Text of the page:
World Rugby has voted to increase the required residency period to be eligible for international rugby from three to five years.
The sport’s global governing body approved the recommended extension at a council meeting held in Kyoto before the Rugby World Cup draw.
It is hoped that raising the level from 36 to 60 months will safeguard the playing resources of smaller nations – particularly the Pacific Island teams.
Current Scotland players who have benefited from the three year residency period are WP Nel, Josh Strauss and Tim Visser while Cornell du Preez has also earned caps via that route.
“This is an historic moment for the sport and a great step towards protecting the integrity, ethos and stature of international rugby,” World Rugby Vice-Chairman Agustin Pichot said.
“National team representation is the reward for devoting your career and your rugby life to your nation.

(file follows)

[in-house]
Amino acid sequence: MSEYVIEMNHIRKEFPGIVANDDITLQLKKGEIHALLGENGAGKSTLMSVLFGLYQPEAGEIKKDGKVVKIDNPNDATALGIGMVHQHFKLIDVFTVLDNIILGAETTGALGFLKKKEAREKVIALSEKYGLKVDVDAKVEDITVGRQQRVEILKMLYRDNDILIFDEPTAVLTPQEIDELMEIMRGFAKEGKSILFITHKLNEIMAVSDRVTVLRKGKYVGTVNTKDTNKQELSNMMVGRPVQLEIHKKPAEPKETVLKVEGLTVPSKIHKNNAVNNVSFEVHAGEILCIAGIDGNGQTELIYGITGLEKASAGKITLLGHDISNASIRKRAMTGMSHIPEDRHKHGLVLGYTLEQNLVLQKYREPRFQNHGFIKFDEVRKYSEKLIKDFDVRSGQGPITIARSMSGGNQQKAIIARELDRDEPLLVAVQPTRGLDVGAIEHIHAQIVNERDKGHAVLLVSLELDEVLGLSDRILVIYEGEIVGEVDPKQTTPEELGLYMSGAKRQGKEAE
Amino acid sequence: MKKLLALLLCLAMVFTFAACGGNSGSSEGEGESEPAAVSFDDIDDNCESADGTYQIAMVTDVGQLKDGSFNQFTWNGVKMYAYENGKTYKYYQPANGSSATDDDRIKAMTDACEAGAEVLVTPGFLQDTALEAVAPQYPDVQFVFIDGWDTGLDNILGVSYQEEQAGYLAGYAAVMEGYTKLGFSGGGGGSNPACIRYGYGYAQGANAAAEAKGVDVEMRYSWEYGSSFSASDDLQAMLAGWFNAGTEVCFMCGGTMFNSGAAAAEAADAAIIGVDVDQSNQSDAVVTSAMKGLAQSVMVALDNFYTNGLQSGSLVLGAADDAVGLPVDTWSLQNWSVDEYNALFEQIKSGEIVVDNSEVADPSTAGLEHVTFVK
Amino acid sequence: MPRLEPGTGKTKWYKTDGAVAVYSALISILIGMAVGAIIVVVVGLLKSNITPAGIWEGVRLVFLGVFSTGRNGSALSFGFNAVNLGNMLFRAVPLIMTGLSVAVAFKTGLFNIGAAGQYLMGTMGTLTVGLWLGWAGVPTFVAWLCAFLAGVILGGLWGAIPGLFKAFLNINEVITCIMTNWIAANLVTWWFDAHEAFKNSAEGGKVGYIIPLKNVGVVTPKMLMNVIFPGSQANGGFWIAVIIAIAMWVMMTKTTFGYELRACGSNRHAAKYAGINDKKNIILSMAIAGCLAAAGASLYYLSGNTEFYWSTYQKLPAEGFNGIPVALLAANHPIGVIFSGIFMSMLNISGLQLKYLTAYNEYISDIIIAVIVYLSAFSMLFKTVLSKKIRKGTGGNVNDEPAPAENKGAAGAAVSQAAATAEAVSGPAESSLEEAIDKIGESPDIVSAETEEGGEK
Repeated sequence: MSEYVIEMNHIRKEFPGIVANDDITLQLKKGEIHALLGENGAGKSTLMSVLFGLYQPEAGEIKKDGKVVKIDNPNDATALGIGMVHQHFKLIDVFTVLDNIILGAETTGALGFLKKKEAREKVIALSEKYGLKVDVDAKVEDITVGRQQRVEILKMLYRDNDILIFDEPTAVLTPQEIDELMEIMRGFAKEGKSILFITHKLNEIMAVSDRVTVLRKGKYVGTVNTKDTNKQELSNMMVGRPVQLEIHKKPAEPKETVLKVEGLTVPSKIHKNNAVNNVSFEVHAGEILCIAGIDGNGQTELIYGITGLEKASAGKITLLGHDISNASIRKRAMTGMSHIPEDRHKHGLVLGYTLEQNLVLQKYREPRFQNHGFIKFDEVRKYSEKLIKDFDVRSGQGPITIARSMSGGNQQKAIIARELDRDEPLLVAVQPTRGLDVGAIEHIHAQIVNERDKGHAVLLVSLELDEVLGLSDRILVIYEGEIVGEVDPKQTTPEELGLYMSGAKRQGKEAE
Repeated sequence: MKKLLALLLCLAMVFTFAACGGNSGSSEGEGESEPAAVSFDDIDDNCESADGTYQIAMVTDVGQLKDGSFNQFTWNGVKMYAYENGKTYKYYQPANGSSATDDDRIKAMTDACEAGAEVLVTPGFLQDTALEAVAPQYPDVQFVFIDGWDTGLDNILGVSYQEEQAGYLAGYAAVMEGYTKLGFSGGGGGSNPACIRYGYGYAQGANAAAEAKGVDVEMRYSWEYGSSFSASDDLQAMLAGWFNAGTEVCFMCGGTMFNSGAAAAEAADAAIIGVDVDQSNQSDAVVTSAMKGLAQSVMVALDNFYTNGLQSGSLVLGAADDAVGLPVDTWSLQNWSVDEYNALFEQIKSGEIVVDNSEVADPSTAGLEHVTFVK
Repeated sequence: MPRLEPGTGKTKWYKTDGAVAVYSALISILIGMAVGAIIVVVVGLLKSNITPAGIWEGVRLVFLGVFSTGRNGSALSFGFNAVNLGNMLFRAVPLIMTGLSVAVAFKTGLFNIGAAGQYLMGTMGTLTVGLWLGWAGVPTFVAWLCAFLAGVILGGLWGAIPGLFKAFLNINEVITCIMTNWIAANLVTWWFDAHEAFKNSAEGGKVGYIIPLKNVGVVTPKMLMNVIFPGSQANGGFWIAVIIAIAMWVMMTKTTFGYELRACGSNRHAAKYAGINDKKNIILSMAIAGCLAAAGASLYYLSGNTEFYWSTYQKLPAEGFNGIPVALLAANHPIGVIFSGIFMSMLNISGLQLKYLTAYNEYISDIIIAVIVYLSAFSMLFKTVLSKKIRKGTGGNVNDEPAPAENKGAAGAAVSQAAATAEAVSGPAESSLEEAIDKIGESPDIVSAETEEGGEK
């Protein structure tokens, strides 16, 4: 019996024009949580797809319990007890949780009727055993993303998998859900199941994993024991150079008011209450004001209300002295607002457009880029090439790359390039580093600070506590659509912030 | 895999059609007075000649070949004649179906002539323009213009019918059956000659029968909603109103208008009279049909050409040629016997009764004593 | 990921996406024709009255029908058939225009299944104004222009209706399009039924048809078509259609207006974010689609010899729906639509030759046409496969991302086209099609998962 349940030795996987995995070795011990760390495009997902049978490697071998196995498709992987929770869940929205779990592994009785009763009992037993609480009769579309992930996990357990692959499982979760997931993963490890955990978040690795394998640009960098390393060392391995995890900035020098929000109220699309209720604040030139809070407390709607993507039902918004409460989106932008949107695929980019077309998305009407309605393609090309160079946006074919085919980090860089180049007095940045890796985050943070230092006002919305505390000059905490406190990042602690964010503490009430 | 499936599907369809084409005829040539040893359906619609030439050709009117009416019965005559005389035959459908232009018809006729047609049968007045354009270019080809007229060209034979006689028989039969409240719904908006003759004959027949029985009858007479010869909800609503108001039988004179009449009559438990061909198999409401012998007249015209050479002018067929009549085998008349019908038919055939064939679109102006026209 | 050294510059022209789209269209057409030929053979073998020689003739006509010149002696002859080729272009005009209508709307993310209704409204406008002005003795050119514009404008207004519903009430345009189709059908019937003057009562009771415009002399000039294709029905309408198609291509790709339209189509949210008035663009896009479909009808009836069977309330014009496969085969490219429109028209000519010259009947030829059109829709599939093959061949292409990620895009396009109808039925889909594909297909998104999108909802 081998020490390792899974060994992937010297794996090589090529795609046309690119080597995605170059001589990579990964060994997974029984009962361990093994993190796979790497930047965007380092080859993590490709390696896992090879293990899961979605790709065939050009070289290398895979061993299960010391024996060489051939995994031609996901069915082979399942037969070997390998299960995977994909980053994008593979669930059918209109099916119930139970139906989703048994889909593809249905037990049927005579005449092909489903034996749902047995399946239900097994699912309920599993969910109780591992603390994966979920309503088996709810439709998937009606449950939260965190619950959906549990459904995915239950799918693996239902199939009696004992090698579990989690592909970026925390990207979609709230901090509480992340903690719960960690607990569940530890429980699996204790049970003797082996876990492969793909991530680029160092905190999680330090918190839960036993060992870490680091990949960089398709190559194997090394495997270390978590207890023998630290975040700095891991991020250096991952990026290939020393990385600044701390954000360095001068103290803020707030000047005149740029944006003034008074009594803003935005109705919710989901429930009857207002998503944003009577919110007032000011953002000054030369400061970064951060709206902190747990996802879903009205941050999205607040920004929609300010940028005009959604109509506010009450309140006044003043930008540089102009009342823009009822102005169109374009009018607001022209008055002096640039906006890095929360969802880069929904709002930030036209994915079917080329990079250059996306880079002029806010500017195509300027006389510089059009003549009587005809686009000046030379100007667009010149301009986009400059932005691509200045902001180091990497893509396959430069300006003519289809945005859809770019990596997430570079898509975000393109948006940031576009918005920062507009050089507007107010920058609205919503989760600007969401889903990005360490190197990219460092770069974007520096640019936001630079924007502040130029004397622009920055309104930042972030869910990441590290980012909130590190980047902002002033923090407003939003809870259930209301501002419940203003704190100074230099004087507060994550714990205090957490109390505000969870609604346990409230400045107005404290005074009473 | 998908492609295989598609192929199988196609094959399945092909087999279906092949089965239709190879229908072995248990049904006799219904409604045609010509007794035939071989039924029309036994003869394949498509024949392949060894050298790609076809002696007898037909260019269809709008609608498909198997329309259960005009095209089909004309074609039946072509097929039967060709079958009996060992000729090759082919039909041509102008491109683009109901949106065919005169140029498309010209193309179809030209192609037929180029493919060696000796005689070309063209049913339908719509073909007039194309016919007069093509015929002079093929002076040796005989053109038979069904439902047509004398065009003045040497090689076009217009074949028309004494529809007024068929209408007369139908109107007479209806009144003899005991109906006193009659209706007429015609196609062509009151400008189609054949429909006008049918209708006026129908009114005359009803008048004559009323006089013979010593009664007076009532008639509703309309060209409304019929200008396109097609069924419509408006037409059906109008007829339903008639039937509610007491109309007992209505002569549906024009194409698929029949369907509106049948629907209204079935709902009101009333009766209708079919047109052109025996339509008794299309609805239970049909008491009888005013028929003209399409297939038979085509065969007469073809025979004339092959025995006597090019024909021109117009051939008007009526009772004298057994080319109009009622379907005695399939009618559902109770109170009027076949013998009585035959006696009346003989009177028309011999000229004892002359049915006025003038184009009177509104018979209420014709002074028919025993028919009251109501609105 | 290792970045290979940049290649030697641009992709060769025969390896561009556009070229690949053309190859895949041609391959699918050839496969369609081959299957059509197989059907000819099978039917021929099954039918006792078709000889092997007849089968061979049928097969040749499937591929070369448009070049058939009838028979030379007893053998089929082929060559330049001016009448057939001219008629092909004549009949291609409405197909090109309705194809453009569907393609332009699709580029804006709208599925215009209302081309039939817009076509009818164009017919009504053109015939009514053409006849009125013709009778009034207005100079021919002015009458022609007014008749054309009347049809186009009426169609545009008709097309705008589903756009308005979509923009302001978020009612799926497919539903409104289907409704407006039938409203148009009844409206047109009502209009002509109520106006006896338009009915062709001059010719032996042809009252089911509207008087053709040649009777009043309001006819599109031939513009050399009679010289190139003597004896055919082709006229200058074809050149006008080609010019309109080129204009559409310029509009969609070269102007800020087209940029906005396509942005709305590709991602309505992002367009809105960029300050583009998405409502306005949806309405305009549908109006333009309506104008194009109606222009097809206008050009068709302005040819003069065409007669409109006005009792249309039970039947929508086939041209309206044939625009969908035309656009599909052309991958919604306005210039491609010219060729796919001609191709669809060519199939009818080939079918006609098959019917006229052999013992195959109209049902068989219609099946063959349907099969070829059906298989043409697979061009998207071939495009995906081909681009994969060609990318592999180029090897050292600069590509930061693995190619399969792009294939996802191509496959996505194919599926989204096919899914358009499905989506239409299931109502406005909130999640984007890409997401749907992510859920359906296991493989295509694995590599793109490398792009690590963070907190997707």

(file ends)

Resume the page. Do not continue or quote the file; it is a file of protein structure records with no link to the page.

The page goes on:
“These amendments will ensure that the international arena is full of players devoted to their nation, who got there on merit.”
“This reform of Regulation 8 governing eligibility is an important and necessary step to protecting the integrity and credibility of international rugby,” World Rugby Chairman Bill Beaumont said.
“This extension to the residency period within a forward-thinking reform package will ensure a close, credible and established link between a union and players, which is good for rugby and good for fans.
“I would like to thank my union colleagues for their support and in particular the leadership role that Agustin Pichot played in this very important process that has delivered an outcome that is good for the global game.”
A World Rugby statement added: “It was determined that regulation 8 was not in step with the modern game, did not provide an adequate framework to protect the integrity of the international game and does not provide a deterrent to player drain from emerging rugby nations.”
WP Nel and Josh Strauss are pictured by David Gibson/FOTOSPORT
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